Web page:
Coal favoured over future of Pacific islands

Posted by jamie — 10 August 2009 at 3:45pm - Comments

Last week saw some high-flying direct action from our Australia Pacific colleagues. Coal export facilities in Queensland were occupied for days by climbers hanging like fruit bats from the rigging, and our ship the Esperanza was on hand to help enforce the blockade.

Meanwhile, politicians from Pacific nations were in Cairns to debate strategies for tackling climate change - but the outcome of their meeting was anything but positive.

As reported on our international site last week:

"After our activists spent 36 hours hanging off the Hay Point coal port, we sent our ship, Esperanza, to continue blocking the terminal. We have run three days of coal actions, including the complete shut down of the Abbot Point coal export terminal, to highlight the injustice of Australia and New Zealand abandoning their Pacific neighbours while throwing taxpayer dollars at dying fossil fueled industries.

"Abbot Point coal export terminal is set to double in size, financed by more than AUS$328 million (198 million euros) of public money in 2009/10... And even though the Hay Point coal export terminal is already one of the biggest in the world, it is now being expanded from 112 to 190 million tonnes per year."

There's plenty of video and photos from the blockade over on the Australia Pacific website.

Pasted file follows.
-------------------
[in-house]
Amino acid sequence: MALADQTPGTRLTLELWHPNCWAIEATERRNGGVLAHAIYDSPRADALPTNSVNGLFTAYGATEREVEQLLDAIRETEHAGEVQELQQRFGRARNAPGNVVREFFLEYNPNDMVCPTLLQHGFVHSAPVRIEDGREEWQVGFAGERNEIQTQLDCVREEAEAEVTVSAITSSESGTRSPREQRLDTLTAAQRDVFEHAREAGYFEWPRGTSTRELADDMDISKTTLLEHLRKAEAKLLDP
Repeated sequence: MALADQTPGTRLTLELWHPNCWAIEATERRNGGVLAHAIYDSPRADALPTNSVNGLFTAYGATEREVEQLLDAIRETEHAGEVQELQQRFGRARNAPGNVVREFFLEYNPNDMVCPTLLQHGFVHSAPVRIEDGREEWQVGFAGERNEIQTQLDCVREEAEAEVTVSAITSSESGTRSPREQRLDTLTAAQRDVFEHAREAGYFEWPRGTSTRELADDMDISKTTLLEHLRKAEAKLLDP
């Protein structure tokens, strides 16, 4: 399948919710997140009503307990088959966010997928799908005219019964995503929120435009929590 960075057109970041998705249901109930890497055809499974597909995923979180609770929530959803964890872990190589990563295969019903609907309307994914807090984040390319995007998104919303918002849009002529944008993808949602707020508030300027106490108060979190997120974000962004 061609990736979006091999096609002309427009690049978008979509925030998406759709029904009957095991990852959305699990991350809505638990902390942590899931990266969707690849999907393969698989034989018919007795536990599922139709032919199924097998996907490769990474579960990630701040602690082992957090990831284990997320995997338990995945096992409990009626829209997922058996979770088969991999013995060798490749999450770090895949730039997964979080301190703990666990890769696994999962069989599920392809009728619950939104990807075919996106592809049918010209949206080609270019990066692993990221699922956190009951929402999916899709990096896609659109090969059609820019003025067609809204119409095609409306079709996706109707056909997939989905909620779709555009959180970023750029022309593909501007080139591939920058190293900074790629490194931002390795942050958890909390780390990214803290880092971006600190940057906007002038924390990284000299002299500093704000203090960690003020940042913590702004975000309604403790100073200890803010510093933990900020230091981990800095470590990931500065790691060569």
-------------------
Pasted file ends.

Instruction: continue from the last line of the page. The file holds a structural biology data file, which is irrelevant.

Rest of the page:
The actions were timed to coincide with the Pacific Islands Forum (Pif) being held in Cairns where climate change was one of the hot topics. Many Pacific island nations are under threat from rising sea levels and other effects - it's so serious, the prime minister of Tuvalu has raised the idea of relocating his entire population - and they had proposed some ambitious and necessary targets for reducing emissions, 45 per cent by 2020 for developed countries.

However, it was clear to the PIF that the prime ministers of those 'developed countries' (namely Kevin Rudd of Australia and John Key of New Zealand) were having none of it. The pacific islanders demands vanished utterly from the forum's final communiqué, as a concession to (amongst other things) Australia's huge coal industry. As a painfully succinct post on the Australia Pacific blog put it:

"It is a total disaster. Rudd has shafted the Pacific. Pacific leaders went into the Pif calling for 45 per cent cuts in greenhouse pollution by 2020. They left agreeing to 50 per cent cuts by 2050. They went in with a strong position that global warming needs to be kept below 1.5 degrees, and finished up agreeing to 2 degrees. That is what bullying looks like.

"Rudd's media statement was a complete fraud. Crocodile tears for the Pacific. Oh the flowery rhetoric of urgency and dire need - matched with the politics of the big polluters."

Only four months to go until Copenhagen, and that's not good news.

About Jamie

I'm a forests campaigner working mainly on Indonesia. My personal mumblings can be found @shrinkydinky.

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